Your veterinarian might recommend using very low doses of Benadryl before a long ride to provide a light tranquilizing effect and prevent your cat from being nervous during the long car ride. However, there are various better alternative treatments to prevent and treat motion sickness in cats without the sedative effects of Benadryl.

Always consult your veterinarian before giving any medication to your cat, including over-the-counter and prescription medications. Your veterinarian can suggest safe and effective drugs to ensure that travel with your cat goes smoothly.

Can I Give Benadryl To My Cat During Airplane Flights?

Never give Benadryl to your cat during airplane flights; the levels of oxygen vary a lot during flights. If your cat is very sedated and their respiratory rate is low, they might not be able to breathe enough oxygen. If your cat gets too sedated during a flight, nobody in the cargo area can attend to them in the case of an emergency.

What Is the Recommended Dosage of Benadryl for Cats?

Benadryl can be safely given to cats at a dose of 0.45 mg/kg of body weight and up to 2.2 mg/kg of body weight. Depending on the specific case, the prescribed frequency is every 12 hours or twice a day and up to a maximum frequency of every 8 hours.

It is always recommended to consult your veterinarian for accurate case-specific treatment. It is essential to consider that while Benadryl can successfully treat the symptoms of allergies, it is necessary to identify the allergen causing the problem for a successful treatment. Without a clear idea of the actual cause of the allergy, the problem will remain.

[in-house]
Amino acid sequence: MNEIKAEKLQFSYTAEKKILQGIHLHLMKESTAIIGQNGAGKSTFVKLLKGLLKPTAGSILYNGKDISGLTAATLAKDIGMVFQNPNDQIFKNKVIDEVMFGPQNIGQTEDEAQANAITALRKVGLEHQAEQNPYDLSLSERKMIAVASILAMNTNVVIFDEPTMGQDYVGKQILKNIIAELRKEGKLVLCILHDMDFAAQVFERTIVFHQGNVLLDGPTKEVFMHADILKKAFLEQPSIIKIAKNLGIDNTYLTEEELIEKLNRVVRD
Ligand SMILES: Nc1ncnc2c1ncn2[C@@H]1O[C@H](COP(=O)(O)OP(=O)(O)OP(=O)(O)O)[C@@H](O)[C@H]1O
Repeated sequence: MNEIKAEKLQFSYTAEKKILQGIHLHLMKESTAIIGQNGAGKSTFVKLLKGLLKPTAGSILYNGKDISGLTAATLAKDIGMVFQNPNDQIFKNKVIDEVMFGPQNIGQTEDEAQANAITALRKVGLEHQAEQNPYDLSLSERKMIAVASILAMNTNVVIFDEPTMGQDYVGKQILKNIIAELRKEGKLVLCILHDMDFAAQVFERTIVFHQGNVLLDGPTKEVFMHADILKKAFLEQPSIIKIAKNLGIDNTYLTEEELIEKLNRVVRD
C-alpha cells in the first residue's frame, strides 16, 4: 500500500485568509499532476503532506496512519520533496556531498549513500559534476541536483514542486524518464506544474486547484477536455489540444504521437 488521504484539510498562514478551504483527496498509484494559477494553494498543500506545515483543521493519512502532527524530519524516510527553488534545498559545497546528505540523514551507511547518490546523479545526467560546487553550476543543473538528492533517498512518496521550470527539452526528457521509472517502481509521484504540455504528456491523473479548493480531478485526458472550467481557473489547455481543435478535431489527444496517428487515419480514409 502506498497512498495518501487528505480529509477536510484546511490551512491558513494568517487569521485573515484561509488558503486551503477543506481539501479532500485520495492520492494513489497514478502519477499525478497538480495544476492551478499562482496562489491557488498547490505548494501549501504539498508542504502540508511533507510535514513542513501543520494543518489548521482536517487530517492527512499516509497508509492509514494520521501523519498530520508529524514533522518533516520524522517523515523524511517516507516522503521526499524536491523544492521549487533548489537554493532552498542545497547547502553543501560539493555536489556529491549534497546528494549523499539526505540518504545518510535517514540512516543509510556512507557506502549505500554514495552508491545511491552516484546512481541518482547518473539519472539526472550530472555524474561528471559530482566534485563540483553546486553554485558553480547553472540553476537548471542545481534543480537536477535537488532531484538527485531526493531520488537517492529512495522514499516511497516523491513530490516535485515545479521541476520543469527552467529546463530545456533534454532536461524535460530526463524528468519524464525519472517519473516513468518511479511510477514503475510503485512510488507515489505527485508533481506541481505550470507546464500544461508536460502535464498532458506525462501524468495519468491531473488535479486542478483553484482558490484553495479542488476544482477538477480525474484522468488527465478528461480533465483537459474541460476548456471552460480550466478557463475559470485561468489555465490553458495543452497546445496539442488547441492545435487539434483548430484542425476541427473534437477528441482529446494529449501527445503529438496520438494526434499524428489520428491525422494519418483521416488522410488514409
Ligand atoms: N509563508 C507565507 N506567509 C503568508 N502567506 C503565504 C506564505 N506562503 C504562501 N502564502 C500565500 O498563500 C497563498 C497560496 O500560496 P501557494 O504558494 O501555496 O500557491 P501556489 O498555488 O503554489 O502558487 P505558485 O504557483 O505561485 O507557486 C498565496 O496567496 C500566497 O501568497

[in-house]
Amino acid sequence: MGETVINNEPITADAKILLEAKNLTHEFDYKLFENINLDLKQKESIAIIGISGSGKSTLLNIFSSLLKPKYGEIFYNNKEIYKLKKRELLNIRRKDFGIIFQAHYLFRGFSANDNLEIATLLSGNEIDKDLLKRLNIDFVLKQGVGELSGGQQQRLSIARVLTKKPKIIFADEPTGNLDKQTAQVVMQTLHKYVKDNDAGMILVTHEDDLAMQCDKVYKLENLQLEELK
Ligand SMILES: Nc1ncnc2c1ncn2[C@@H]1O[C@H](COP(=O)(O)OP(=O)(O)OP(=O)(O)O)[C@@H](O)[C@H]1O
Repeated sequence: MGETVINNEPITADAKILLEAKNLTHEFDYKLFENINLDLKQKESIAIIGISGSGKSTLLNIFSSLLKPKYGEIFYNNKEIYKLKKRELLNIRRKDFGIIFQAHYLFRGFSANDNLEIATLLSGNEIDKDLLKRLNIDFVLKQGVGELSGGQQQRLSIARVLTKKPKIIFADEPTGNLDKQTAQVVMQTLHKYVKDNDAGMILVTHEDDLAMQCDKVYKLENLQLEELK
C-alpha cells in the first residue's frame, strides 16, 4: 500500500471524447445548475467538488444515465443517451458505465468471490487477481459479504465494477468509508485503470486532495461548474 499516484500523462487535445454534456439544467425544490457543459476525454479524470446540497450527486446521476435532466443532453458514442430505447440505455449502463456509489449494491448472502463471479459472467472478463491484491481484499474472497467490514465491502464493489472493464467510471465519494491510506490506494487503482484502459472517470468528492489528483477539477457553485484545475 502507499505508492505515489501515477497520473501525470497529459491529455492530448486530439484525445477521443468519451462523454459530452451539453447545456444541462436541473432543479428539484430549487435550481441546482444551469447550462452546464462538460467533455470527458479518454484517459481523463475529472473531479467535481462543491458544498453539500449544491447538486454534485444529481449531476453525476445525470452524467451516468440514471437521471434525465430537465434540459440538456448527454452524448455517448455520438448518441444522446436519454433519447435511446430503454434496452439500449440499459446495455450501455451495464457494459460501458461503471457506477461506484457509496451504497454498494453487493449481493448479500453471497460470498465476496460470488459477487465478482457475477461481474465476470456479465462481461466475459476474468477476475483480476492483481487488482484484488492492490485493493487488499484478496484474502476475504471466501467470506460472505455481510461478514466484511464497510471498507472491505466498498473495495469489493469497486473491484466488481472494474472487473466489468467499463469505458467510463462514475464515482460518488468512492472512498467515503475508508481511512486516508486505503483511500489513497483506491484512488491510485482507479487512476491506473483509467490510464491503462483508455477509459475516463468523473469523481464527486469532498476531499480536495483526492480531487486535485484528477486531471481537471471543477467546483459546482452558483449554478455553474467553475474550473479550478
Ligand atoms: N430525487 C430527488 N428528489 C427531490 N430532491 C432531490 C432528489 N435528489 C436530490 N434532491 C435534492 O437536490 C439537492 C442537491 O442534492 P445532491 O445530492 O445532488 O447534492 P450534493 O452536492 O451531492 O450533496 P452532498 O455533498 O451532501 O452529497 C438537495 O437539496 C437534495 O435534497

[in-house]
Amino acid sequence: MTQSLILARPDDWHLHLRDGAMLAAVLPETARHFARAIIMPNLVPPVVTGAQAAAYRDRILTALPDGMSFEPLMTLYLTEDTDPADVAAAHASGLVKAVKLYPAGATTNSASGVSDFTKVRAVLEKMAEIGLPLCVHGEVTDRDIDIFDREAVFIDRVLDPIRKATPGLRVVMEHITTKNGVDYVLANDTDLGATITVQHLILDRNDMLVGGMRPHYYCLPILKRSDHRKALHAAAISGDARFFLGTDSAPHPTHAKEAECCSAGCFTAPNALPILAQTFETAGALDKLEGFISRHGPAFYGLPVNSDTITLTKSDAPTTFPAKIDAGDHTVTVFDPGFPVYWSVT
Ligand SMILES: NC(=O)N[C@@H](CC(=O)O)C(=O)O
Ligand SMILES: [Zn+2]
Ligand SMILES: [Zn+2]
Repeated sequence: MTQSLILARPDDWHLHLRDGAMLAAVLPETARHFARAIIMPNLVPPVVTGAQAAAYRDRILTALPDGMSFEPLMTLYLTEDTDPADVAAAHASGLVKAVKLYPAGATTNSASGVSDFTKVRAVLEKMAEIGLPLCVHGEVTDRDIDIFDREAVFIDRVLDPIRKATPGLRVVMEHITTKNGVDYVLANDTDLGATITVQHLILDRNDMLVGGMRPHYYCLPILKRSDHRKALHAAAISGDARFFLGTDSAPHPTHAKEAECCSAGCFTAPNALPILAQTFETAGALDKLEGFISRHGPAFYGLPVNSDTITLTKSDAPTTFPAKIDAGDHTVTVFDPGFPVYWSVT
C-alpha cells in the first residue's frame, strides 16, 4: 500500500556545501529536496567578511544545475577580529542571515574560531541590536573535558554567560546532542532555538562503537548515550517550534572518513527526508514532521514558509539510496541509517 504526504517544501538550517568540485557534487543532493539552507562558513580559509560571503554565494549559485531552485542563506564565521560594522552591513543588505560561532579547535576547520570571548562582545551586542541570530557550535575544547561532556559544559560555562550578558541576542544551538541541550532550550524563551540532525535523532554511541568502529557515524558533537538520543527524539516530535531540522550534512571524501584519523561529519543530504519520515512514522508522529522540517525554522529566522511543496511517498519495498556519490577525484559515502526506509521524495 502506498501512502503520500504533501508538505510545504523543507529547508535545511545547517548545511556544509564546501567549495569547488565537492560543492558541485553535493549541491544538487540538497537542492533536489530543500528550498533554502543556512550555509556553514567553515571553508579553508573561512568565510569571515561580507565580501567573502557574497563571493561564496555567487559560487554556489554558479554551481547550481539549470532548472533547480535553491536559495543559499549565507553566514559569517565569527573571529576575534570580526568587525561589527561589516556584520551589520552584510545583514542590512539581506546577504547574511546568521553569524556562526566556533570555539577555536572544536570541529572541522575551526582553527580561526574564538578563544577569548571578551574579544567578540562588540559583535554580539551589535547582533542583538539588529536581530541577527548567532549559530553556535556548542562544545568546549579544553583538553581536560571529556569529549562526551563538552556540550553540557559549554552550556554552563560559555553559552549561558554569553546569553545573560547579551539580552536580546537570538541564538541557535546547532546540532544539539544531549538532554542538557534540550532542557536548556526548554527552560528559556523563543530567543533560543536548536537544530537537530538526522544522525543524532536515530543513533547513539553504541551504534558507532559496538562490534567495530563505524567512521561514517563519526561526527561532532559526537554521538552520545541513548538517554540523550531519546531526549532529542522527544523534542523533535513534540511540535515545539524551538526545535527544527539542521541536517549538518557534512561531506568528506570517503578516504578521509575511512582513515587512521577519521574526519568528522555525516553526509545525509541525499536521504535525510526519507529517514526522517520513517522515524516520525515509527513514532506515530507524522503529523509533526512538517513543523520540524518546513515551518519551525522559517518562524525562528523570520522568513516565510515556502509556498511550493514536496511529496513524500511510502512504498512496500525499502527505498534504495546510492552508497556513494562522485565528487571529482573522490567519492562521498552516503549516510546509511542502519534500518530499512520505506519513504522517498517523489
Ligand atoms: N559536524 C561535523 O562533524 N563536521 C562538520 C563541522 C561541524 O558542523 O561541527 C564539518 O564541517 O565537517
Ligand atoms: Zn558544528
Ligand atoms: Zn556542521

For example, your cat can be itchy due to an allergic reaction to flea saliva. Giving Benadryl, you will only treat the symptom of “itchy skin; however, as long as the flea infestation is not properly managed, the problem will never disappear, and most likely, it will be further complicated.

In addition, more often than not, a secondary bacterial infection could have developed due to scratching. In that case, your cat will be given appropriate antibiotic medications for an average of 2 to 4 weeks. Your veterinarian will treat your cat in a multi-approach way, managing the cause of the problem and the secondary problems that might have developed. Only treating a symptom is not enough.

On the other hand, your cat might have an allergic reaction to specific pollens that are only present during a few weeks of spring. In that case, your veterinarian might advise you on a Benadryl (or other treatment) for your cat that you could safely use every year once you recognize the timing and presentation.

However, there are always other factors to consider. For example, your cat might have lost or gained some weight or might be taking other medicines that interact with Benadryl; it is always safer to consult your veterinarian before medicating your cat.

Woman at home holding her lovely Devon Rex cat on lap and gives it a pill
Image Credit: Veera, Shutterstock

What Are the Side Effects of Benadryl?

Some cats may experience side effects from taking Benadryl. Cats generally show unwanted side effects within an hour after taking Benadryl.

Some common Benadryl side effects in cats include:
  • Sedation/drowsiness
  • Agitation/excitement
  • Dry mouth
  • Increased heart rate
  • Difficulty urinating
  • Drooling
  • Diarrhea
  • Vomiting

If you notice that your cat looks sedated or presents any other signs during treatment with Benadryl, stop giving the medication and contact your veterinarian.

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What Are the Signs of Overdose of Benadryl?

Signs of overdose of Benadryl in cats include:
  • Seizures or convulsions
  • Coma
  • Difficulty breathing
  • Rapid heart rate

If you notice any of these signs, contact your veterinarian immediately and bring the complete information of what your cat was given. If possible, bring the package of medicine with you. This will aid your veterinarian in recognizing a Benadryl overdose from a severe form of allergy known as anaphylaxis.

vet holding a senior cat
Image Credit: Alive Rodnova, Shutterstock

Warning: In Cases of Severe Allergic Reactions or Anaphylaxis, Immediate Medical Intervention is Necessary to Save Your Cat’s Life